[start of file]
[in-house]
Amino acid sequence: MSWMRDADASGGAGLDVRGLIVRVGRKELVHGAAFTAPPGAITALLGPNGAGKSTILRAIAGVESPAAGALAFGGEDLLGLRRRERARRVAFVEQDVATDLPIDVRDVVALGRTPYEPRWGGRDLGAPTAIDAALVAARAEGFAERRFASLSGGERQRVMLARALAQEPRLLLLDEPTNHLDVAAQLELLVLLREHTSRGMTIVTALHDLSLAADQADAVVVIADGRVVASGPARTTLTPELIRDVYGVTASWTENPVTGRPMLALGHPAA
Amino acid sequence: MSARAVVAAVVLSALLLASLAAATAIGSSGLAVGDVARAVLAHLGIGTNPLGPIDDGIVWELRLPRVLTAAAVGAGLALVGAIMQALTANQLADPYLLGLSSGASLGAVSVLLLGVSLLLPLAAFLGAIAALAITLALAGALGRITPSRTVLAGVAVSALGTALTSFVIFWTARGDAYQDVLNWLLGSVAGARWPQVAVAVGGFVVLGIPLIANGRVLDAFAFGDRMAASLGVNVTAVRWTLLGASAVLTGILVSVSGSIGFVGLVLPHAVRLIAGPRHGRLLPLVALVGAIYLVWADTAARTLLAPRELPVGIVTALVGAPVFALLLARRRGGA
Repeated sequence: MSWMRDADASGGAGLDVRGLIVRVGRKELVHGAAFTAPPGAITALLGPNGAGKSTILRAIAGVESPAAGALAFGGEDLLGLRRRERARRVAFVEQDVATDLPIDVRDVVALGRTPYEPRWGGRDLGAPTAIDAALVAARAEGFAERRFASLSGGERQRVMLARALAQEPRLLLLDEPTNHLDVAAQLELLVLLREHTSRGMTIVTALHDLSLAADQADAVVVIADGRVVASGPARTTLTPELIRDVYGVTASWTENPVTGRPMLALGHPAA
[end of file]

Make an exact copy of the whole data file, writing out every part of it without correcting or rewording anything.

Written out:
[in-house]
Amino acid sequence: MSWMRDADASGGAGLDVRGLIVRVGRKELVHGAAFTAPPGAITALLGPNGAGKSTILRAIAGVESPAAGALAFGGEDLLGLRRRERARRVAFVEQDVATDLPIDVRDVVALGRTPYEPRWGGRDLGAPTAIDAALVAARAEGFAERRFASLSGGERQRVMLARALAQEPRLLLLDEPTNHLDVAAQLELLVLLREHTSRGMTIVTALHDLSLAADQADAVVVIADGRVVASGPARTTLTPELIRDVYGVTASWTENPVTGRPMLALGHPAA
Amino acid sequence: MSARAVVAAVVLSALLLASLAAATAIGSSGLAVGDVARAVLAHLGIGTNPLGPIDDGIVWELRLPRVLTAAAVGAGLALVGAIMQALTANQLADPYLLGLSSGASLGAVSVLLLGVSLLLPLAAFLGAIAALAITLALAGALGRITPSRTVLAGVAVSALGTALTSFVIFWTARGDAYQDVLNWLLGSVAGARWPQVAVAVGGFVVLGIPLIANGRVLDAFAFGDRMAASLGVNVTAVRWTLLGASAVLTGILVSVSGSIGFVGLVLPHAVRLIAGPRHGRLLPLVALVGAIYLVWADTAARTLLAPRELPVGIVTALVGAPVFALLLARRRGGA
Repeated sequence: MSWMRDADASGGAGLDVRGLIVRVGRKELVHGAAFTAPPGAITALLGPNGAGKSTILRAIAGVESPAAGALAFGGEDLLGLRRRERARRVAFVEQDVATDLPIDVRDVVALGRTPYEPRWGGRDLGAPTAIDAALVAARAEGFAERRFASLSGGERQRVMLARALAQEPRLLLLDEPTNHLDVAAQLELLVLLREHTSRGMTIVTALHDLSLAADQADAVVVIADGRVVASGPARTTLTPELIRDVYGVTASWTENPVTGRPMLALGHPAA